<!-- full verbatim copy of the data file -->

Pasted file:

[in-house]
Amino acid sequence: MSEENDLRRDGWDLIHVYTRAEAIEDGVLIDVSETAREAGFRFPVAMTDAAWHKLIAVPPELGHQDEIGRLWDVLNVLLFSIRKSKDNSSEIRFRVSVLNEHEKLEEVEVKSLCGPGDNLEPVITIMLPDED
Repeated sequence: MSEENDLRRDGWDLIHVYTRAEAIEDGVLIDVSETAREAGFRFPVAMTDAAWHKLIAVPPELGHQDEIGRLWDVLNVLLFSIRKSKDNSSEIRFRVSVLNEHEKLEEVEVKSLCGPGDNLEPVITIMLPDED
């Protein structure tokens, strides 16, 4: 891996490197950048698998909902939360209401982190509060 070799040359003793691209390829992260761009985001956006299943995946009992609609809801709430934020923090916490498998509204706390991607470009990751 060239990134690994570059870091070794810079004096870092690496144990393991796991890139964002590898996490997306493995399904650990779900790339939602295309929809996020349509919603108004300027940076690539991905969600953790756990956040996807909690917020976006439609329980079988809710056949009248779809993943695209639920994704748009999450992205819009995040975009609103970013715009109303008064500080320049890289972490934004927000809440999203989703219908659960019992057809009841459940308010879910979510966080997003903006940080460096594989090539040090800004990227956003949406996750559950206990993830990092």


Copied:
[in-house]
Amino acid sequence: MSEENDLRRDGWDLIHVYTRAEAIEDGVLIDVSETAREAGFRFPVAMTDAAWHKLIAVPPELGHQDEIGRLWDVLNVLLFSIRKSKDNSSEIRFRVSVLNEHEKLEEVEVKSLCGPGDNLEPVITIMLPDED
Repeated sequence: MSEENDLRRDGWDLIHVYTRAEAIEDGVLIDVSETAREAGFRFPVAMTDAAWHKLIAVPPELGHQDEIGRLWDVLNVLLFSIRKSKDNSSEIRFRVSVLNEHEKLEEVEVKSLCGPGDNLEPVITIMLPDED
């Protein structure tokens, strides 16, 4: 891996490197950048698998909902939360209401982190509060 070799040359003793691209390829992260761009985001956006299943995946009992609609809801709430934020923090916490498998509204706390991607470009990751 060239990134690994570059870091070794810079004096870092690496144990393991796991890139964002590898996490997306493995399904650990779900790339939602295309929809996020349509919603108004300027940076690539991905969600953790756990956040996807909690917020976006439609329980079988809710056949009248779809993943695209639920994704748009999450992205819009995040975009609103970013715009109303008064500080320049890289972490934004927000809440999203989703219908659960019992057809009841459940308010879910979510966080997003903006940080460096594989090539040090800004990227956003949406996750559950206990993830990092």